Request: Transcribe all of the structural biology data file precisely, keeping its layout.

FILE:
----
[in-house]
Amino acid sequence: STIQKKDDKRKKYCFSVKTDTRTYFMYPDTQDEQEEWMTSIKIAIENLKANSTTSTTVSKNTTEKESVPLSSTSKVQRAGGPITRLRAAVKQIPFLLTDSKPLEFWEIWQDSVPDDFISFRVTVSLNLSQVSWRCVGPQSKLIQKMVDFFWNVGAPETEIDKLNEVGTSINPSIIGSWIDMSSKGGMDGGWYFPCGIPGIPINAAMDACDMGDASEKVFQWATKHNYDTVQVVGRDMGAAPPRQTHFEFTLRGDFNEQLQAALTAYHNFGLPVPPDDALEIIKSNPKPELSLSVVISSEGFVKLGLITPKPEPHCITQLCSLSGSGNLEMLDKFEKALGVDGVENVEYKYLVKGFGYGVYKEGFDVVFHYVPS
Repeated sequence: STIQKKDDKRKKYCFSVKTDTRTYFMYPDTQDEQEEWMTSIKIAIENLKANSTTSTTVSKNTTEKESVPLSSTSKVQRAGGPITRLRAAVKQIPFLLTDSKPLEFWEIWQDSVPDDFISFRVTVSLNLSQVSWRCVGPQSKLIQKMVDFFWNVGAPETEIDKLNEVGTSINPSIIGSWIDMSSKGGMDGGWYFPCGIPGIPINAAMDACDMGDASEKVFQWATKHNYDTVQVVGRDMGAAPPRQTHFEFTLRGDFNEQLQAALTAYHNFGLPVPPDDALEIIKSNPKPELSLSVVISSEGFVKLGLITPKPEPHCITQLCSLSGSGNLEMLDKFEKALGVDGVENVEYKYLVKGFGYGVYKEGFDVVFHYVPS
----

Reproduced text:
[in-house]
Amino acid sequence: STIQKKDDKRKKYCFSVKTDTRTYFMYPDTQDEQEEWMTSIKIAIENLKANSTTSTTVSKNTTEKESVPLSSTSKVQRAGGPITRLRAAVKQIPFLLTDSKPLEFWEIWQDSVPDDFISFRVTVSLNLSQVSWRCVGPQSKLIQKMVDFFWNVGAPETEIDKLNEVGTSINPSIIGSWIDMSSKGGMDGGWYFPCGIPGIPINAAMDACDMGDASEKVFQWATKHNYDTVQVVGRDMGAAPPRQTHFEFTLRGDFNEQLQAALTAYHNFGLPVPPDDALEIIKSNPKPELSLSVVISSEGFVKLGLITPKPEPHCITQLCSLSGSGNLEMLDKFEKALGVDGVENVEYKYLVKGFGYGVYKEGFDVVFHYVPS
Repeated sequence: STIQKKDDKRKKYCFSVKTDTRTYFMYPDTQDEQEEWMTSIKIAIENLKANSTTSTTVSKNTTEKESVPLSSTSKVQRAGGPITRLRAAVKQIPFLLTDSKPLEFWEIWQDSVPDDFISFRVTVSLNLSQVSWRCVGPQSKLIQKMVDFFWNVGAPETEIDKLNEVGTSINPSIIGSWIDMSSKGGMDGGWYFPCGIPGIPINAAMDACDMGDASEKVFQWATKHNYDTVQVVGRDMGAAPPRQTHFEFTLRGDFNEQLQAALTAYHNFGLPVPPDDALEIIKSNPKPELSLSVVISSEGFVKLGLITPKPEPHCITQLCSLSGSGNLEMLDKFEKALGVDGVENVEYKYLVKGFGYGVYKEGFDVVFHYVPS